The Southwestern Historical Quarterly, Volume 58, July 1954 - April, 1955 Page: 406
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Southwestern Historical Quarterly
Crane, at the age of forty-seven, knew the educational field as
well as any man in the South. The list of institutions with which
he had been associated in one capacity or another read like a
directory of American colleges. He had been educated at Mount
Pleasant Classical Institution in Massachusetts, Richmond Col-
lege, Columbian College (now George Washington University),
and Hamilton Literary and Theological Institution (now Colgate
University). He had taught at Freeman Classical Institution in
Georgia, had founded the Yazoo Classical Hall for boys in Mis-
sissippi, and had been president of Mississippi Female College,
Semple-Broaddus University in Mississippi, and Mount Lebanon
University. He had declined the presidencies of at least five other
institutions, including Mississippi College and William Jewell
College, and had been instrumental in the establishment of
Howard College in Alabama, Union University in Tennessee, and
Mississippi College. He had been a featured speaker at, and a
strong contender for a professorship in, the University of Mis-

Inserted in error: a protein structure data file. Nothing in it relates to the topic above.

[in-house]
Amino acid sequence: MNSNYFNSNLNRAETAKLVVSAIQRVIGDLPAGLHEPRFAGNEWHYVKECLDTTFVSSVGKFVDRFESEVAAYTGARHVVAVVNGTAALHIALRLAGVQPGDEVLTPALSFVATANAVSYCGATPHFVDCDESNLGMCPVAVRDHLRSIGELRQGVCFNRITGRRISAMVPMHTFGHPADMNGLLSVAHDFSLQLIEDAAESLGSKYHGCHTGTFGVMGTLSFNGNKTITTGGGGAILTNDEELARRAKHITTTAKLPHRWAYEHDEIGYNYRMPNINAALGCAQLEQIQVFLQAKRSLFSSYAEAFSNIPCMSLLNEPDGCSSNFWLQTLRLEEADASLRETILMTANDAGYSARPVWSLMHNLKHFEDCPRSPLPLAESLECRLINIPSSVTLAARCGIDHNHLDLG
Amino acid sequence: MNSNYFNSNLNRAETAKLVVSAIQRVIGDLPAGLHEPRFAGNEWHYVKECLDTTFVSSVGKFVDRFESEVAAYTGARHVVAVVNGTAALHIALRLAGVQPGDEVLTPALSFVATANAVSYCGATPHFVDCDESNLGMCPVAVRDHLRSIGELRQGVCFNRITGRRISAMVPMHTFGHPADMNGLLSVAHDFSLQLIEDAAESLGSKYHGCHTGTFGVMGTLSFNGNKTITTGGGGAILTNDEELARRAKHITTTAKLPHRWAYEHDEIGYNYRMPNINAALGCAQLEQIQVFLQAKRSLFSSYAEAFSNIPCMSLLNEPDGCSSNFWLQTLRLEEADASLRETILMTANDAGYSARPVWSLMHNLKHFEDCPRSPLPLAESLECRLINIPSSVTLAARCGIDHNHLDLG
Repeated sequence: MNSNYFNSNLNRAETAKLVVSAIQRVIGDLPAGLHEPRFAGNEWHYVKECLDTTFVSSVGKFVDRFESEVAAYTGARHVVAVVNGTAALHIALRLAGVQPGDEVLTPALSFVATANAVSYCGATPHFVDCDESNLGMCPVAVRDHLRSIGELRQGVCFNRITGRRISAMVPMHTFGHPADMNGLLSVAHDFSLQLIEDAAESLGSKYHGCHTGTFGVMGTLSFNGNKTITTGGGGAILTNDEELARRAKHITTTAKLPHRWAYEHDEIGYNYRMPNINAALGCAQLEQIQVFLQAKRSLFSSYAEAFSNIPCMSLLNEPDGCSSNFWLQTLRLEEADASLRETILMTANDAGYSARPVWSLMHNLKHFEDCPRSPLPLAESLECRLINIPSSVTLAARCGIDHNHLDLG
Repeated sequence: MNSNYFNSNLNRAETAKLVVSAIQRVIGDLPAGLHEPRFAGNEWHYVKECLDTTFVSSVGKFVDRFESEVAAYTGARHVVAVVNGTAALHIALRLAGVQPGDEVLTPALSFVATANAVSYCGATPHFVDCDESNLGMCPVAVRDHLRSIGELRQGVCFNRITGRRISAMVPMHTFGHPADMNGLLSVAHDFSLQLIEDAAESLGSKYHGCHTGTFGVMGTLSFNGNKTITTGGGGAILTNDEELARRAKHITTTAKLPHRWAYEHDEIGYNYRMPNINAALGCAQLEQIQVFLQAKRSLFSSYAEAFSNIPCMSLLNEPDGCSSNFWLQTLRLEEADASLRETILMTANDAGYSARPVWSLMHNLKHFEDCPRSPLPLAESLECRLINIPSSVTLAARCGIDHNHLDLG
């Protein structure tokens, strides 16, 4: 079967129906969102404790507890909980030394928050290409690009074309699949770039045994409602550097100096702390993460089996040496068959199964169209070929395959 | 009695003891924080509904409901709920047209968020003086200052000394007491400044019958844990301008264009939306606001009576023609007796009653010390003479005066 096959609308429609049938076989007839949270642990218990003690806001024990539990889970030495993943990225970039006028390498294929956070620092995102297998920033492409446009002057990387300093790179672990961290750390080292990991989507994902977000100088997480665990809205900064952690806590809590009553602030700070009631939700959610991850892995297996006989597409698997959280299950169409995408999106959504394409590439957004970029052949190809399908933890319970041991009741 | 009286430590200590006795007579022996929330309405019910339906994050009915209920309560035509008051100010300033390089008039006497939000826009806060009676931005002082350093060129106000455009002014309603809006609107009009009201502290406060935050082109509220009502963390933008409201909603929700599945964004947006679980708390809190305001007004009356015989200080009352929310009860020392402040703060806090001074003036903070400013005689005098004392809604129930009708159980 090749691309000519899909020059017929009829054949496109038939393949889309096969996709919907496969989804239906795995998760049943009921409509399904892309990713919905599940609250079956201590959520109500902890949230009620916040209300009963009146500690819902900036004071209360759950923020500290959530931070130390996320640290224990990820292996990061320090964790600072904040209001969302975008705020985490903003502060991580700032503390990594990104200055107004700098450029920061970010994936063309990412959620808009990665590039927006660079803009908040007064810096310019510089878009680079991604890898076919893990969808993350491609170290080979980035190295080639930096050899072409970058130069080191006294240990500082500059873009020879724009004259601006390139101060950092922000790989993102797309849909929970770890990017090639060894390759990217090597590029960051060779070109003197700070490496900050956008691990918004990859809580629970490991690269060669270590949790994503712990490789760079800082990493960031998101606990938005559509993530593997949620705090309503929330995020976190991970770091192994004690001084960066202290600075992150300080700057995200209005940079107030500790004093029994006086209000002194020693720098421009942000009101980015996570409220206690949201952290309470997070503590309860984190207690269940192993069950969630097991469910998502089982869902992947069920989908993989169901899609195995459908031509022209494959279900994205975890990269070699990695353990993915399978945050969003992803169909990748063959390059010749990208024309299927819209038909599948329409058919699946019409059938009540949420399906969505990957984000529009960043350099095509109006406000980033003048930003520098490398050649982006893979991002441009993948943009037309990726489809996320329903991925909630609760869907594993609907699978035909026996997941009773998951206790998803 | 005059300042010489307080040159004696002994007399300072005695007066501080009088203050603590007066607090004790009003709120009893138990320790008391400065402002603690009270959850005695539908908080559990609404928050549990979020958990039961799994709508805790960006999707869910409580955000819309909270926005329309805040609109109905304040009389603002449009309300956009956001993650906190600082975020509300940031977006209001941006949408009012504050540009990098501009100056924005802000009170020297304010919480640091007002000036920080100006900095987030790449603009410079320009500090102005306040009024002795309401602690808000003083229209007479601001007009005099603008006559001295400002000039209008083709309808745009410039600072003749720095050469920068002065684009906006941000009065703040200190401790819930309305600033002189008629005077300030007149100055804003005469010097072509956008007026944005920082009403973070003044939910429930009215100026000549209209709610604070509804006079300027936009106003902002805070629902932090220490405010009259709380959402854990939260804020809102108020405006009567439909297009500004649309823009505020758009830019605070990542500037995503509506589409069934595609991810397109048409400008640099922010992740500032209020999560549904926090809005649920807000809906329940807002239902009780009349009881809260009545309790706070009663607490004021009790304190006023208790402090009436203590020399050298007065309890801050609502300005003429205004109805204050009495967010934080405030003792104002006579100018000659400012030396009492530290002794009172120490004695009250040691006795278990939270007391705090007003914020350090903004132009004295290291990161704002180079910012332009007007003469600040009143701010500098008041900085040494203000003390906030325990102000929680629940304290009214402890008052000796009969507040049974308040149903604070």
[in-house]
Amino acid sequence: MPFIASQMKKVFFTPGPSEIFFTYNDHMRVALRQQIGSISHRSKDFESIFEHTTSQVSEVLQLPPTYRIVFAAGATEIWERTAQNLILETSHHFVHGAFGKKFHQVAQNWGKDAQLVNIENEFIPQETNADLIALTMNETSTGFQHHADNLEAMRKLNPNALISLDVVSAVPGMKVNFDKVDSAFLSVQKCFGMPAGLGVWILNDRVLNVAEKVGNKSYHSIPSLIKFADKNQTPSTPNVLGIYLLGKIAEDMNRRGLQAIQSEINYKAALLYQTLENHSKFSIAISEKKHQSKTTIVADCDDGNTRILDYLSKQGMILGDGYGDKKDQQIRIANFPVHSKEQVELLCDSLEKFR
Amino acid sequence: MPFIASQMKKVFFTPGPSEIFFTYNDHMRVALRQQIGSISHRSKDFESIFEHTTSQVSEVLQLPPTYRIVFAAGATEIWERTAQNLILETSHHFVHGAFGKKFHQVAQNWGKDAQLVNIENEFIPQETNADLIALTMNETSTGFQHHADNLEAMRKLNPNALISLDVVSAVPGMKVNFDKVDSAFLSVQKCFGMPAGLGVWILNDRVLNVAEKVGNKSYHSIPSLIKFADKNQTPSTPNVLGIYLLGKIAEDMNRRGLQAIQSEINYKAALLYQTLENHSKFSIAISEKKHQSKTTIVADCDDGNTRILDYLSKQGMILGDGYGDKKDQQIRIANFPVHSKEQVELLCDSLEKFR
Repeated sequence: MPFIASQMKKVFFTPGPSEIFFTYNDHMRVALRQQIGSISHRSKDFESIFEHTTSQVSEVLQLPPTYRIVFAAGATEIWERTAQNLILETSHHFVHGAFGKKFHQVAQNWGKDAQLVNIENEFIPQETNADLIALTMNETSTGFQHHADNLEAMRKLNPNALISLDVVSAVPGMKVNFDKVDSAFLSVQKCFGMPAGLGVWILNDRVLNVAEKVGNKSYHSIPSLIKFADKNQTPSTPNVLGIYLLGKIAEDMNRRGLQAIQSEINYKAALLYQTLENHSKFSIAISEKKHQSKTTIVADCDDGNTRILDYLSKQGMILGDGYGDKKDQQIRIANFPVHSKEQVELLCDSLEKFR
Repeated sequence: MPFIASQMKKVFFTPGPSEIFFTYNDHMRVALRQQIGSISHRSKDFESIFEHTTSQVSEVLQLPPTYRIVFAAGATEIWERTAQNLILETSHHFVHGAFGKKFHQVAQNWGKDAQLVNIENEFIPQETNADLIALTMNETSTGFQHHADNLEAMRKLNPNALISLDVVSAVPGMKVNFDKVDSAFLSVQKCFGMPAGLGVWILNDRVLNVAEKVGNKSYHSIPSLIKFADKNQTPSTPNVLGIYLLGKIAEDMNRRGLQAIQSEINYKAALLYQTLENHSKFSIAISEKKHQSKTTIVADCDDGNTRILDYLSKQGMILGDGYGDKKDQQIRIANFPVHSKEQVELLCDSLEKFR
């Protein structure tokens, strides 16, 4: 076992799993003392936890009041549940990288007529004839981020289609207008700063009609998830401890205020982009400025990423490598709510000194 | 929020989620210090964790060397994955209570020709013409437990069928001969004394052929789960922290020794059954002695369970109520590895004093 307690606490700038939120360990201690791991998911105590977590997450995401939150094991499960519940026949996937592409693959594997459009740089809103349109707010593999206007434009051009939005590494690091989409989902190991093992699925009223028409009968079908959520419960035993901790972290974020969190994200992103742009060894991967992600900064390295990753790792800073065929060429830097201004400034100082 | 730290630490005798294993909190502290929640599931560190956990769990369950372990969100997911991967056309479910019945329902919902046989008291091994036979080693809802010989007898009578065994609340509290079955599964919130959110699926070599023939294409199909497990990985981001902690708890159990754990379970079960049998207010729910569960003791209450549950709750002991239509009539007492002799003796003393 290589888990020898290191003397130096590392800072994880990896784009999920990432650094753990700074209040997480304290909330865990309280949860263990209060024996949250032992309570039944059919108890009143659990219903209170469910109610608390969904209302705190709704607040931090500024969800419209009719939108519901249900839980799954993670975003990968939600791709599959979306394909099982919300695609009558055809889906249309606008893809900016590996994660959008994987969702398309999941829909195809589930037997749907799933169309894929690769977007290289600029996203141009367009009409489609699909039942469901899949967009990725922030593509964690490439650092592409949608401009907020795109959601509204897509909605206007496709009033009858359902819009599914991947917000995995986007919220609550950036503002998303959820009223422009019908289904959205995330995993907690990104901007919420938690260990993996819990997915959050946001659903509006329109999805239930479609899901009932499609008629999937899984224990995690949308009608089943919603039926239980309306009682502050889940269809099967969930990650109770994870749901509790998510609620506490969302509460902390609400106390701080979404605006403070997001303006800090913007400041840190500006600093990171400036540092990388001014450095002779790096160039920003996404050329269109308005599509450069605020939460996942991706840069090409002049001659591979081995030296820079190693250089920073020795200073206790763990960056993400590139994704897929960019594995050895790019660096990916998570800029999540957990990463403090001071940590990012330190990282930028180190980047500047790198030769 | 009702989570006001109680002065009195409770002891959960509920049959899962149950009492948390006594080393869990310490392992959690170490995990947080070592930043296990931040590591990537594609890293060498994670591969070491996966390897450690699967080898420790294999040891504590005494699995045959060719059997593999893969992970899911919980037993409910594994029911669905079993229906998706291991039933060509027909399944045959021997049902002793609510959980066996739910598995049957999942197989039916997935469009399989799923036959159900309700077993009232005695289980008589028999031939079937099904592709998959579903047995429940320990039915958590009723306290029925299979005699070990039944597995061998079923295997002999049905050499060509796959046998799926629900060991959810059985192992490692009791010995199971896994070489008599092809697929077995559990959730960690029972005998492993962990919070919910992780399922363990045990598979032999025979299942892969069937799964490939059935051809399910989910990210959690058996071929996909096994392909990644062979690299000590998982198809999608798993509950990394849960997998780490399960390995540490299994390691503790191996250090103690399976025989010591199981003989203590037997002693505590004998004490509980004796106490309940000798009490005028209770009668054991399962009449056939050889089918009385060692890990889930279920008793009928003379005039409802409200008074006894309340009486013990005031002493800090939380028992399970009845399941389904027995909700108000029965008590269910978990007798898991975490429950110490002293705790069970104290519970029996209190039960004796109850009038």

sissippi at the time when the Baptists were trying to gain control
of that institution.3
Crane numbered among his professional associates and literary
acquaintances such distinguished editors and educators as Barnas
Sears, Robert Fleming, Thomas J. Conant, Basil Manly, E A. P.
Barnard, James P. Boyce, Francis Wayland, Henry Barnard, R.
B. C. Howell, and M. W. Philips, Mississippi's "Sage of Log Hall."'
He had edited or co-edited several religious journals, contributed
articles to many of the leading periodicals, actively participated
in the Bible revision movement, and been one of the founders of
sFor biographical data on Crane see Biographical Encyclopedia of Texas (New
York, 1880), I, 137-140; William Cathcart (ed.), The Baptist Encyclopedia (Phil-
adelphia, 1883), 289-290; Texas Historical and Biographical Magazine (Austin,
1891), I, 305-30o; Hoyt Ford, The Life and Works of Dr. William Carey Crane
(Master's thesis, University of Texas, 1926); David L. Smiley, "William Carey
Crane, Professor of Old Mississippi," Journal of Mississippi History, XII, 98 if.;
C. George Wolfskill, The Educational Philosophy of William Carey Crane (Master's
thesis, Baylor University, 1947); Harry F. Snapp, The Mississippi Career of William
Carey Crane (Master's thesis, Baylor University, 1953); and a draft of Crane's
letter to the editor of the Christian Watchman and Reflector (Boston), December,
4Wolfskill, Educational Philosophy of William Carey Crane, 152-165. The numer-
ous letters of M. W. Philips to Crane are a valuable source of information about
the educational history of Mississippi during the 1850's.
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Texas State Historical Association. The Southwestern Historical Quarterly, Volume 58, July 1954 - April, 1955, periodical, 1955; Austin, Texas. (texashistory.unt.edu/ark:/67531/metapth101158/m1/475/: accessed June 25, 2017), University of North Texas Libraries, The Portal to Texas History, texashistory.unt.edu; crediting Texas State Historical Association.